North Korea’s Kim to reform economy
North Korean leader Kim Jong-un (R) smiles with the Korean People’s Army senior officers, during a mass military parade in Pyongyang’s Kim Il-sung Square. AP photoNorth Korea is gearing up to experiment with agricultural and economic reforms after Kim Jong-un and his powerful uncle purged the country’s top general for opposing change, a source with ties to both Pyongyang and Beijing said.
The source added that the cabinet had created a special bureau to take control of the decaying economy from the military which under Kim’s father was given pride of place in running the country. “In the past, the Cabinet was empty with no say in the economy. The military controlled the economy, but that will now change,” the source told Reuters. Kim Jong-un has set up an “economic reform group” in the ruling Workers’ Party to look at agricultural and economic reforms, the source said, adding that North Korea will learn from its giant neighbor and solitary benefactor, China. It was unclear who will head the Cabinet’s “political bureau” and the party’s “economic reform group,” but change was inevitable, the source said. The changes could herald the most significant reforms by the North in decades. Previous attempts at a more market driven economy have floundered, most recently a drastic currency revaluation in late 2009 which triggered outrage and is widely believed to have resulted in the execution of its chief proponent.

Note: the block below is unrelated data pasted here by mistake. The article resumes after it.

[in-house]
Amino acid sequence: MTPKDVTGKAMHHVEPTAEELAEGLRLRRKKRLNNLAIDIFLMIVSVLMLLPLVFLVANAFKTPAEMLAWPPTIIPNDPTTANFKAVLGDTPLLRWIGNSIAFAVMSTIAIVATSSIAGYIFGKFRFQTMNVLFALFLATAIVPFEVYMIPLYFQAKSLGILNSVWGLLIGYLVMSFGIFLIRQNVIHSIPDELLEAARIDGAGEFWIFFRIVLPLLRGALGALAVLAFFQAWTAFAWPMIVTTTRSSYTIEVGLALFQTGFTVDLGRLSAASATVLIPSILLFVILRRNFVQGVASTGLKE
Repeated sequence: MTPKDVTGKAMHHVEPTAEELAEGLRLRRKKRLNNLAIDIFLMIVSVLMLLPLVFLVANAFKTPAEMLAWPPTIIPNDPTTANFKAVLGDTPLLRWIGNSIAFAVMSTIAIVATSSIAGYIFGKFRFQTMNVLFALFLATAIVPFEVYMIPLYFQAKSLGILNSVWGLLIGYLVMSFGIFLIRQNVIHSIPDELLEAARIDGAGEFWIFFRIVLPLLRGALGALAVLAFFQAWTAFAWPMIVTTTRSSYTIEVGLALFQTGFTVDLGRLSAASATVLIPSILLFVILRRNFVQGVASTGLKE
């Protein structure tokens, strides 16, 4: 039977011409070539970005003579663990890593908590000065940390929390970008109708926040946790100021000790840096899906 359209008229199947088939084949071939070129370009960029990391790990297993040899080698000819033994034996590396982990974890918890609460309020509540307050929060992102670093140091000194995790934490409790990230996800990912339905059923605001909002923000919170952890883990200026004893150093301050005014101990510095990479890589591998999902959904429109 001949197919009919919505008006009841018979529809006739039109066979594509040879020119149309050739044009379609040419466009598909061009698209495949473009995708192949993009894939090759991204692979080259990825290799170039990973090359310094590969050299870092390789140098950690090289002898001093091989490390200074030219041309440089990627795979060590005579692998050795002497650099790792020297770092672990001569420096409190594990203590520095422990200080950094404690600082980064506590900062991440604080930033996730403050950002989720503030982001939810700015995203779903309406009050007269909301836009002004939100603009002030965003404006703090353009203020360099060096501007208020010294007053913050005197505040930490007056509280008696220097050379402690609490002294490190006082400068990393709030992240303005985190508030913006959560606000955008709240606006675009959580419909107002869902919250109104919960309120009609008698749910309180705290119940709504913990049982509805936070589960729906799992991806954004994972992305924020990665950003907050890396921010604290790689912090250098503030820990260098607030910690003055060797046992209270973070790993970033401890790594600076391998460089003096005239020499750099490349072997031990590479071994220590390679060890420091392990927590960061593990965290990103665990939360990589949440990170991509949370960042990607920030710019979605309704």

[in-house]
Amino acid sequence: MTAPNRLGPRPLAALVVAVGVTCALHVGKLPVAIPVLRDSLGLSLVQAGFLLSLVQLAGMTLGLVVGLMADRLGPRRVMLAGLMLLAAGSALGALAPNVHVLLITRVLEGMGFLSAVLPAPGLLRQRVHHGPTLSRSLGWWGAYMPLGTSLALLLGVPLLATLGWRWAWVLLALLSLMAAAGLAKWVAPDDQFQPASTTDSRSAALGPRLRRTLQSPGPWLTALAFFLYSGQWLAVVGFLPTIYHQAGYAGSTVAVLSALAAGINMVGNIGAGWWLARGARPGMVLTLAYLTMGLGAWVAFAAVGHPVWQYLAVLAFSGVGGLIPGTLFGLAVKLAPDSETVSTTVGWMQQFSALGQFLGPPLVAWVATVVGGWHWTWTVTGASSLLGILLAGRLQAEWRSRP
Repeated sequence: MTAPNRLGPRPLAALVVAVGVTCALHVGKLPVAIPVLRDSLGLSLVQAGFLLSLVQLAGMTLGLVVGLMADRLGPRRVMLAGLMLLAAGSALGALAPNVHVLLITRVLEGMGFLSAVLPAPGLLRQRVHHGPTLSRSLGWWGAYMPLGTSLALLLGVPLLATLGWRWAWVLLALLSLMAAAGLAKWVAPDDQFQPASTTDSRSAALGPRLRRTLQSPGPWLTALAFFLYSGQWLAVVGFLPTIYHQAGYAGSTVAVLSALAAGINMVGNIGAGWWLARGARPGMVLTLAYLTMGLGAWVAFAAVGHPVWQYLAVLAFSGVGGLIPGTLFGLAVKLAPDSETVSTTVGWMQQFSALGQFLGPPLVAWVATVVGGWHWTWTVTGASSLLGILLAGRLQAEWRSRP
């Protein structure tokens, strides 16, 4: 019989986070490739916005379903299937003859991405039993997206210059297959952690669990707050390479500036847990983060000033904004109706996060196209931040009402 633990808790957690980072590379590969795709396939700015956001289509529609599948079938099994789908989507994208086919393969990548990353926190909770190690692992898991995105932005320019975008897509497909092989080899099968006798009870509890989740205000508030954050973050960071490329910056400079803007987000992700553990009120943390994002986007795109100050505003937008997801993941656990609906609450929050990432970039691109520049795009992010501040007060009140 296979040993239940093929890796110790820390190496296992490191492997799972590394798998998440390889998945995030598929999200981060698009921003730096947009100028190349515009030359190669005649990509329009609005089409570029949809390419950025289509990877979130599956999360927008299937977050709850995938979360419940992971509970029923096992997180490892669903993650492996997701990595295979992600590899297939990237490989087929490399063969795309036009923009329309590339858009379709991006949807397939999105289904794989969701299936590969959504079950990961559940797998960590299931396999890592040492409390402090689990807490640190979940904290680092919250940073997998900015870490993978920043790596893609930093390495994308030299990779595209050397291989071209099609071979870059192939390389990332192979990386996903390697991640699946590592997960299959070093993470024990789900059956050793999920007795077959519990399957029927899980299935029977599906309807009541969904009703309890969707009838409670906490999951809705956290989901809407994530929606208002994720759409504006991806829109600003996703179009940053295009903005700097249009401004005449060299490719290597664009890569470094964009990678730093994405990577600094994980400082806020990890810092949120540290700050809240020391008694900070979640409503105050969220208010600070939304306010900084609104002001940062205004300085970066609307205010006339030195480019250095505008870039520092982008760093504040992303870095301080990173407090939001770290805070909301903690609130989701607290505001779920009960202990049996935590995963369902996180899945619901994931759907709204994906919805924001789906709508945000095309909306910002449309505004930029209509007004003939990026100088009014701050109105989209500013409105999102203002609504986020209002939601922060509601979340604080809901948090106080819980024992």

“Ri Yong-ho, sacked army chief, was the most ardent supporter of Kim Jong-il’s ‘military first’ policy,” the source said, referring to Kim Jong-un’s late father who plunged the North deeper into isolation over its nuclear ambitions, poverty and political repression. The biggest problem was that he opposed the government taking over control of the economy from the military, the source said, requesting anonymity to avoid repercussions.